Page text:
Since 2003, December 17th has been recognized as the international day to end violence against sex workers.  On this day, it should also be acknowledged that the impulse of many is to immediately picture a sex worker as female.  This does not represent an accurate picture of those in the sex trade as there are also many males who are also sex workers and they too, can just as easily be victims of violence due to this line of work.

According to a study done by Dr. Sue Mcintyre, “Under the Radar: the Sexual Exploitation of Young Men”, men enter the sex trade at a younger age than women and they stay in it longer.  Men stay in the sex trade longer because they do not have the same options which female sex workers have to escape.  Men cannot have a baby and then have the state act as a surrogate father, nor do they have the large quantities of shelter options for fleeing abuse that women have.  Men also find it harder to seek out help, what little help there is, due to the social constraints of masculinity which expects them to handle things on their own.  This may also have contributed to them getting into the sex trade in the first place, as it was the only way they saw available for them to take care of for themselves.

Of the 37 young men who Sue Mcintyre interviewed, about 75% began doing sex work before they were 18 years old.  Although they identified as gay, straight, and bi-sexual, they feared being assaulted for being perceived as gay.  Their dependency on drugs was extensive and they felt that no one should have to do this kind of work.  Sometimes the drugs were used to help them cope with the situation they found themselves in, as was the case with Sydney:

           “I’d have to relax so he got me doing glue…. he would pull me out of school and take me to his mother’s house and he would sodomize me.  He wouldn’t drive me back.  He’d drive me to the bus stop…. I remember just crying.” (Sydney #31)

Given the nature of sex work and the extensive drug use by this population, men are at a high risk of acquiring HIV and other STD’s.  All of the men interviewed reported that they had access to HIV/STD testing and that they also utilized these resources.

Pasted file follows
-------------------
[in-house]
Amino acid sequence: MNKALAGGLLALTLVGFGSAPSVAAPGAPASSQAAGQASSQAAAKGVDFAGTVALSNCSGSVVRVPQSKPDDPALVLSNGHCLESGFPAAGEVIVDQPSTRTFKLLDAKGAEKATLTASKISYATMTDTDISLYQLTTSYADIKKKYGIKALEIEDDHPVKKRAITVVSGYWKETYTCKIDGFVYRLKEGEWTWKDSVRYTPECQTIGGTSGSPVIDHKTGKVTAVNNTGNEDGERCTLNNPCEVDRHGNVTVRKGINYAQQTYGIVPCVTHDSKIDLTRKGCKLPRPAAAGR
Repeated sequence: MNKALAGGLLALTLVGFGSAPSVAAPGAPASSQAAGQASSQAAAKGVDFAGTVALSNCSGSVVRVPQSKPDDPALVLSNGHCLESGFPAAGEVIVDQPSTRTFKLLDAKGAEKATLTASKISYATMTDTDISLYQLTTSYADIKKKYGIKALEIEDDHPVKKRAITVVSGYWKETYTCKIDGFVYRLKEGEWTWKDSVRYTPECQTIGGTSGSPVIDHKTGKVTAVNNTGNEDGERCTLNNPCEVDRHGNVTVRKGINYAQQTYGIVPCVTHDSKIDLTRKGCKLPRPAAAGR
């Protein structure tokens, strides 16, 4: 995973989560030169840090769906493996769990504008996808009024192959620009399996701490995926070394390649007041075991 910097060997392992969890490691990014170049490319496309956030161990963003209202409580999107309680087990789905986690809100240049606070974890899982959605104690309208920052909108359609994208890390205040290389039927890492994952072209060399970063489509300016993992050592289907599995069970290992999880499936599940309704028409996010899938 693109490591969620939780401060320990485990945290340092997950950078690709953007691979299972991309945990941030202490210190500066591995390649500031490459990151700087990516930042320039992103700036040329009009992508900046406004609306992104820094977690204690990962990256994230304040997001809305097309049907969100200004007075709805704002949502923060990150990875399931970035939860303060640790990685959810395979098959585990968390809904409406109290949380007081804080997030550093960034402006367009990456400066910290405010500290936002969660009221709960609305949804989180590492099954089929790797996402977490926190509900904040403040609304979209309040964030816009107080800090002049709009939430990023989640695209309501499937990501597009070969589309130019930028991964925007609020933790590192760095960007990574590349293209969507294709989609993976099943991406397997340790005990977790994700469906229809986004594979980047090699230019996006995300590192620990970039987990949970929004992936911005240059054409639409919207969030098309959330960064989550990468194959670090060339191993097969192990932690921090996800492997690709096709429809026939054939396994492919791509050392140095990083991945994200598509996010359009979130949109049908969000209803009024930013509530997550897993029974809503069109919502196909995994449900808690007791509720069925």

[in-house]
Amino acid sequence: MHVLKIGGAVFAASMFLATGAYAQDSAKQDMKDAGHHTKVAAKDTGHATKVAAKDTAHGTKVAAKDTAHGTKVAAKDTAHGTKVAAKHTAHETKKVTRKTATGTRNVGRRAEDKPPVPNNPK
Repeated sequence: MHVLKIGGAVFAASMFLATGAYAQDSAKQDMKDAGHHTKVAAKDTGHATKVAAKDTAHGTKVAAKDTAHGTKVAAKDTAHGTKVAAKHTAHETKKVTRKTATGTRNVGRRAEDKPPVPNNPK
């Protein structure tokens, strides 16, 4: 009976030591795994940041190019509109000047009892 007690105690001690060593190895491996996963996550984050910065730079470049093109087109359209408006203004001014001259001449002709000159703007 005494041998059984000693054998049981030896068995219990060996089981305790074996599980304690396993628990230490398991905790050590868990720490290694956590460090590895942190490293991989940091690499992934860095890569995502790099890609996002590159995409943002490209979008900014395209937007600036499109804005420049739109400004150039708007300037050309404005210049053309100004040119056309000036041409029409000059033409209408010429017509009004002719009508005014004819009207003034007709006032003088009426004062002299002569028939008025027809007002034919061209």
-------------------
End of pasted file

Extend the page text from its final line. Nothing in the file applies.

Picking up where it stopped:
Shelters for the homeless are not the same as female-only shelters for women fleeing violence.  Homeless shelters are rarely safe refuges from violence, and those who stay in them are often re-victimized in numerous ways (assaulted, robbed, etc.).  Many shelters, particularly emergency shelters, help clients survive the night, but do not help get them off of the street for the long-term.  These may aid male sex workers in the short-term, but they do not provide the stability required for them to exit the trade.

Another issue with social services comes from most of these sex workers beginning at a very early age, well under the age of 18.  Youth actively avoid outreach workers who have the authority to apprehend and detain youth for up to 47 days under the “Protection of Children Involved In Prostitution” act (PCHIP).  They recently changed this to the “Protection of Sexually Exploited Children” (PSEC), in which they highlight that if a child who wishes to seek to exit the sex trade will be given assistance and resources to accomplish this.  However:

           “A child who does not want to end his or her involvement in prostitution can be apprehended by Police or a Child Protection Worker. The Police or Child Protection Worker would then take the child to a protective safe house, where the child can be confined for up to five days.”

            This does not solve the issue of young men in the sex trade actively avoiding outreach workers who, without this legislation, could be providing them with resources without boys being fearful of being apprehended.  An outreach worker for AIDS Calgary, Dan Briggs, said that youth typically avoided all outreach workers until they turned 18.  After they turned 18, when they didn’t fear being apprehended, only then did they start to approach him and allow him to assist them.  This allowed him to discuss with them the realities of HIV, STD’s, and other risks associated with the sex trade.  Given the early age at which males enter the sex trade, this could be long after much avoidable damage has already been done.

 “I must have been 13.  I am 22 now.  Nine years that’s a long time. (Harry #23)

 “Eight years old.  It wasn’t really a hustle, it was a rape and money and I left out of guilt.” (Elton # 11)

 “I was turning nine.” (Carl #22)

Apprehending in the name of protection, literally arresting the victim, exacerbates the problem by creating distance between social services and those who they seek to help.  Instead, these young men fly under the radar, purposefully, out of fear.  These boys, who already have issues with authority, will not emerge until after they have already been working in fear for several years.  Not just a fear of being victimized by individuals, but a fear of being re-victimized by the system.  Due to the young age at which men enter the trade, a re-examining of youth services and youth shelters is also required.